• On the other hand, major issues and deficiencies were identified among the climate indicators developed by the NECP tracker, which measure greenhouse gas emission reduction pathways. This was notably the case for sectoral targets that, when available, were at times the same as or worse than in the old NECPs. In Germany, the overall target for non-ETS sectors is less ambitious than in the old NECP. In this sense, the most worrying examples are the agriculture sector, where ambition has not increased (or it has done so only very marginally) in several countries, including Croatia, Czechia, Denmark, Germany and Spain; and the waste sector, where ambition has even decreased compared to the old NECP in many countries, such as Czechia, Denmark, Germany, Hungary (and it has not increased in Croatia).
  • In a few cases, the tracker reveals inconsistencies between the draft NECP updates and other relevant national legislation. Notably, in two cases ambition levels described in the NECP are lower than those described in other relevant legislation. In its draft, Germany included 2030 and 2050 targets and trajectories based on a scenario with existing measures (WEM) that does not allow it to achieve the targets set in the 2021 Federal Climate Change Act (KSG). In Denmark, where the new draft NECP only contains a WEM scenario, the net emissions target is less ambitious than in the Danish Climate Law.
  • Finally, the tracker reveals that, in most cases, the new draft NECP updates do not include all climate and energy targets needed to properly plan national climate action and energy transition. This is notably the case for sectoral climate targets which, while not strictly mandatory under the Governance Regulation, are fundamental not only to assess ambition levels, but also to monitor the implementation of the policies and measures of the NECPs towards their 2030 targets. At least one sectoral greenhouse gas emissions target (including overall ETS and non-ETS) is missing in Bulgaria, Czechia, Denmark, Estonia, Germany, Hungary, Portugal and Slovenia.

2. Implementation of the old NECPs (2019-2021)

The tracker is able to compare historical data for greenhouse gas emissions and energy with the trajectories laid out in the old NECPs, drafted between 2018 and 2020. This allows users to identify in which sectors or domains policies and measures of the old NECP are working, and where they are not. This is extremely useful to identify gaps for Member States to fill in their final new NECP updates, due in June 2024.

While the lack of data is still a key factor impeding a complete assessment of the implementation of NECPs, in some cases the NECP tracker is able to show whether Member States have respected the trajectories they have laid out by themselves, notably for the years 2019-2021. Unfortunately, there are many cases in which Member States did not respect their own trajectories for one or more of those years, both in terms of greenhouse gas emissions and energy transition targets. Countries such as Denmark and Croatia were, respectively, not in line with their net and gross emission reduction trajectories. At least one sectoral climate target (including overall ETS and non-ETS) was not respected in Bulgaria, Croatia, Germany, Denmark and Poland. Bulgaria and Poland are also not in line with their final energy consumption trajectory; Denmark did not meet the planned share of renewables both in energy consumption and electricity generation. Member States must ensure that, in the final NECP update, strong policies and measures are developed to pick up the pace in the deficient sectors and domains.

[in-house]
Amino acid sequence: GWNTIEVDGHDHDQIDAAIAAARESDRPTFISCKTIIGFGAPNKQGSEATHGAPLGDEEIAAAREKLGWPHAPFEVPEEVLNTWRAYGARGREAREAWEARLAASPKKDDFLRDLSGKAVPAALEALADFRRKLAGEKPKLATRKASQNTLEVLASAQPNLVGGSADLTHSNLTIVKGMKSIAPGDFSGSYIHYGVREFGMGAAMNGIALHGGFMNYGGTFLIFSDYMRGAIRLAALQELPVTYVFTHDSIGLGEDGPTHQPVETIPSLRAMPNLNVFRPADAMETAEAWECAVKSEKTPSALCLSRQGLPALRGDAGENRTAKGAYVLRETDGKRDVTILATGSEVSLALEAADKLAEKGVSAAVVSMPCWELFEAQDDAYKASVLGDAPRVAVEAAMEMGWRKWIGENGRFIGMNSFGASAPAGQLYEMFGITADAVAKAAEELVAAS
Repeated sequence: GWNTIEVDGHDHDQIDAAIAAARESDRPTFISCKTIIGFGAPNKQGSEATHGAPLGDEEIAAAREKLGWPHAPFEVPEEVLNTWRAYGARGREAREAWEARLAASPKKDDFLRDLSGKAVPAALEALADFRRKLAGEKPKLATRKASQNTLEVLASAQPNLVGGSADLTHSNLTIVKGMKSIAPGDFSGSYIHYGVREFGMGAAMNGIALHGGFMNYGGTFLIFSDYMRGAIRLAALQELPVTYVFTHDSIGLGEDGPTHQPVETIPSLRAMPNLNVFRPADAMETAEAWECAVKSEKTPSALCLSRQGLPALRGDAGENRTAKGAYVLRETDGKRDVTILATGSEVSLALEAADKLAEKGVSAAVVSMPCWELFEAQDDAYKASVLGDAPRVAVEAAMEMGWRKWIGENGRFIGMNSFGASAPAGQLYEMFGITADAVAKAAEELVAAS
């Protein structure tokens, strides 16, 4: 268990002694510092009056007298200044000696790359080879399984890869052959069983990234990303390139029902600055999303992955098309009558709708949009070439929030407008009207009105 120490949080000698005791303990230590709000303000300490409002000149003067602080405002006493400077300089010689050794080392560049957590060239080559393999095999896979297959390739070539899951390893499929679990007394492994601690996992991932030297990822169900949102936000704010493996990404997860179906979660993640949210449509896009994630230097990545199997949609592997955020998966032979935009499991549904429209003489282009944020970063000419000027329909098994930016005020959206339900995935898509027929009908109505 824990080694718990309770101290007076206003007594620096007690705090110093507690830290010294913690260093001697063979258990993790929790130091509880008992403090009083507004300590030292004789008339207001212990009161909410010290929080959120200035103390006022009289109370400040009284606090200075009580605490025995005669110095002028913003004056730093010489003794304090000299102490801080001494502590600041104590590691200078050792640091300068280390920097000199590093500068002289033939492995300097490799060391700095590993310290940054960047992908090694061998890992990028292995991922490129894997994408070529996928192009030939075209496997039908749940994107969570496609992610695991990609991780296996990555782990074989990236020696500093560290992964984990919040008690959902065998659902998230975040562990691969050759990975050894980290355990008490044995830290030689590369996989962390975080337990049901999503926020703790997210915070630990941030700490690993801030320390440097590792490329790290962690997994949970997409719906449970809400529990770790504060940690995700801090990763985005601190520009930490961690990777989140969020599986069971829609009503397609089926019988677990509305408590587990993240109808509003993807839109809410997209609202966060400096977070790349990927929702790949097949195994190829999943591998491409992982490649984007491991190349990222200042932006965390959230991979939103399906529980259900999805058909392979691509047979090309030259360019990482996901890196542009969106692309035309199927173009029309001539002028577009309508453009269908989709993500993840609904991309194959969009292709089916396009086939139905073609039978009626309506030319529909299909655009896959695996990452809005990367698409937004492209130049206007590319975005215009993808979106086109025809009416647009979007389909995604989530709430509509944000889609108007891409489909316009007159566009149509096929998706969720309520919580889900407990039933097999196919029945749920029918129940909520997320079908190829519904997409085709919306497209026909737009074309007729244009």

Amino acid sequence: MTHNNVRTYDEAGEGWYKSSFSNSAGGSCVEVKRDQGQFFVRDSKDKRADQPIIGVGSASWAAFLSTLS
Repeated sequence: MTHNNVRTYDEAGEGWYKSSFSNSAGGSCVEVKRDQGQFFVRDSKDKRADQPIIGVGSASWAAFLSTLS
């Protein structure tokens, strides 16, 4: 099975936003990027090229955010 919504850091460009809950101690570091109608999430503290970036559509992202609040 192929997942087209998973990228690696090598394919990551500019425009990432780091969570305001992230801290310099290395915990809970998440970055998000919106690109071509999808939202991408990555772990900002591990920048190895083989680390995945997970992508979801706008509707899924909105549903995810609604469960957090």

On the other hand, the NECP tracker also finds that, on several occasions, Member States are overperforming compared to their old NECP trajectories. For example, the outcome of this update shows that some Member States are doing better in renewables-related targets than their own NECP projections. This clearly indicates that Member States can do much more to reduce emissions and accelerate the energy transition, and therefore should set much more ambitious climate and energy targets in the final NECP updates.

3. Consistency of data in the NECP updates

Working on the development of the tracker allowed project partners to identify several inconsistencies related to the data used in the draft NECP updates. 

  • Inconsistency between historical data – In some cases, the historical data included in the draft NECP updates is inconsistent with the historical data retrieved from the European Environment Agency (EEA) or Eurostat. For instance, this was the case for some indicators in Estonia and Denmark.

  • Inconsistency in scope and definitions – In several cases, the difference between the values for historical data (from the EEA and Eurostat) and for the trajectories set in the draft NECP updates is so significant that it could only be explained by a difference in scope and definitions of certain indicators. Two examples could be the draft NECP updates of Slovenia and Czechia, whose sectoral targets for energy and industry (Slovenia) and waste (Czechia) could not be compared with the historical emission reduction trajectories retrieved from the EEA.

Consistency of data is key for planning effective policies, as well as for improving the involvement of civil society in planning and decision-making processes. In their final NECP updates, but also in their 2025 NECP Progress Reports, Member States should improve the quality of their data, ensuring that it is consistent across legislation, plans, and official documentation at the national and EU level.